Researchers look to extracellular vesicles for different treatments for opioid use disorder

From HPC Live by Kenny Walter

As the opioid epidemic rages on, researchers are hoping to discover how different patients can benefit from different treatment regimens.

A team, led by Amir Levine, MD, Columbia University, evaluated plasma-derived extracellular vesicle signatures and how they differ in patients who responded to 2 pharmacologically contrasting treatments for opioid use disorder—the µOR agonist methadone, and the µOR antagonist naltrexone—in a proof of concept study.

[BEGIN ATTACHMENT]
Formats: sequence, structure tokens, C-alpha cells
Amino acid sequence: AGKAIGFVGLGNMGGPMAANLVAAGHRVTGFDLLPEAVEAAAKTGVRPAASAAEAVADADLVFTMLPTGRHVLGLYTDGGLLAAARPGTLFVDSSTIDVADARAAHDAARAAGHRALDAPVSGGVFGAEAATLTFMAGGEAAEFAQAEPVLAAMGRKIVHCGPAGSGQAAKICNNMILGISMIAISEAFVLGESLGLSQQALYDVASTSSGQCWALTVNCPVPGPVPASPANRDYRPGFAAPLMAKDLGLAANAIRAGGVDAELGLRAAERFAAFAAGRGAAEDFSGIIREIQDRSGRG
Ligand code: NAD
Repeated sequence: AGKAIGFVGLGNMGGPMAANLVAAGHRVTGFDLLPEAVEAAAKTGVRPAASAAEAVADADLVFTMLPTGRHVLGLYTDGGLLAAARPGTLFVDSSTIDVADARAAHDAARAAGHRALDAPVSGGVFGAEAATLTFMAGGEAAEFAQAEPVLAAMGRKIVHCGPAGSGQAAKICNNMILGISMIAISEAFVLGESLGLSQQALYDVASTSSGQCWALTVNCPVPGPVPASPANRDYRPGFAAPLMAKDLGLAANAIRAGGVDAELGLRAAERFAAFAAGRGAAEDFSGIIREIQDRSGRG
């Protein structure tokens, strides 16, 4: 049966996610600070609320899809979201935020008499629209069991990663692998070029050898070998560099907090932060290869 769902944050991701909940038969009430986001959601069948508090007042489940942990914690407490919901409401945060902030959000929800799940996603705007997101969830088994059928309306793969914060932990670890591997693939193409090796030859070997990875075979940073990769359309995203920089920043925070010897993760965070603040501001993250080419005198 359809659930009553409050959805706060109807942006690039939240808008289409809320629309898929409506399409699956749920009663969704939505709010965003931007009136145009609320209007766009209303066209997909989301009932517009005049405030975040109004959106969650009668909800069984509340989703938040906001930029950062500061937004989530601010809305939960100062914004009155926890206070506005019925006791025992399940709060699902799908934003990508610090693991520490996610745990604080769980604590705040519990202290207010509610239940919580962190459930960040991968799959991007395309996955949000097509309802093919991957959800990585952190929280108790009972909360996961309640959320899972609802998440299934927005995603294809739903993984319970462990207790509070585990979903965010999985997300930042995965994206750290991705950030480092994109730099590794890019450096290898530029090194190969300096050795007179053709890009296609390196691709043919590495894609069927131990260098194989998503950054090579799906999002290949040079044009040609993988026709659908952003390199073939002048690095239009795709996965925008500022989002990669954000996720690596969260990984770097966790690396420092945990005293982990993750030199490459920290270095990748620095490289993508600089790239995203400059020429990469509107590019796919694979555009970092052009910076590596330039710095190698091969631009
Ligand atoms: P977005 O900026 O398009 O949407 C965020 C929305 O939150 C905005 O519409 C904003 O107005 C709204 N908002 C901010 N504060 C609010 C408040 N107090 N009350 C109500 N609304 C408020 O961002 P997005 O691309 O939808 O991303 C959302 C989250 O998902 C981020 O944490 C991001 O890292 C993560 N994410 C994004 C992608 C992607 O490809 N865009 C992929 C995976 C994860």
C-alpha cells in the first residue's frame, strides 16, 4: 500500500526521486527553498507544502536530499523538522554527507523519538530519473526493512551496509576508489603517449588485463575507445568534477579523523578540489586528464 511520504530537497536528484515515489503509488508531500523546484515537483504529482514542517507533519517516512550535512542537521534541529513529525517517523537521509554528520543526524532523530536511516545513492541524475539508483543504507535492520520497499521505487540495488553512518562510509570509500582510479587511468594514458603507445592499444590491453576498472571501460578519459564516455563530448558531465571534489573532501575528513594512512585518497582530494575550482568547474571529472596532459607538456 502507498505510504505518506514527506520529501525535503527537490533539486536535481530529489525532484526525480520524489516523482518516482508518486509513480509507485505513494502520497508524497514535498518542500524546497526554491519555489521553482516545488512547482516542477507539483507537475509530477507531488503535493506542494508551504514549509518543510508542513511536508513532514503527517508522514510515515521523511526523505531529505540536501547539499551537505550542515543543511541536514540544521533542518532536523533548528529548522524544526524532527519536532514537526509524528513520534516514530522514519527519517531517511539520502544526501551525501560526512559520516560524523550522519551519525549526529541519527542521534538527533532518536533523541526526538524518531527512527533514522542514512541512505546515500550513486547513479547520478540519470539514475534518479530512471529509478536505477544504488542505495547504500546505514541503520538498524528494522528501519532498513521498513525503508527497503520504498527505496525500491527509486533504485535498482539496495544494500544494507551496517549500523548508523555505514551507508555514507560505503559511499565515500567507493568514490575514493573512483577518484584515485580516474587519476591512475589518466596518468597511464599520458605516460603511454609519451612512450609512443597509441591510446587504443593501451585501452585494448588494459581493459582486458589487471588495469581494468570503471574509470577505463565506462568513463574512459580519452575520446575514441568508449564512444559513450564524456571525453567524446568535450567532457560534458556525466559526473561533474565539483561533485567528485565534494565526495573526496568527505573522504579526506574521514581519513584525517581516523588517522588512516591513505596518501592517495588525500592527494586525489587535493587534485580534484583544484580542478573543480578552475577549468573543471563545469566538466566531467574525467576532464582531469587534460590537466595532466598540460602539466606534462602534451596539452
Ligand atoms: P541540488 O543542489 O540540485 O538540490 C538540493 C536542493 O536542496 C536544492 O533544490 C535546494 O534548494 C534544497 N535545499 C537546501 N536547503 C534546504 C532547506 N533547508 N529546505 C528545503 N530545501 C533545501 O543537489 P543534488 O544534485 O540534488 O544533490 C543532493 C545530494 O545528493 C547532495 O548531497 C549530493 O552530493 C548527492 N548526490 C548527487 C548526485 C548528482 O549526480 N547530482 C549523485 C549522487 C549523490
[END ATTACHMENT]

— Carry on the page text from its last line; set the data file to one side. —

In the study, the researchers obtained blood samples from patients with blood samples from patients with opioid use disorder who remained abstinent from illicit opioids for at least 3 months during treatment with methadone (n = 5) and naltrexone (n = 5). The study also included healthy controls (n = 5). Extracellular vesicles were isolated from plasma and histones were isolated from peripheral blood mononuclear cells (PBMCs).

The researchers then analyzed extracellular vesicles for lipid and histone post-translational modification (PTM) content using liquid chromatography-mass spectrometry and determined extra vesicle miRNA cargo was determined by RNA sequencing.

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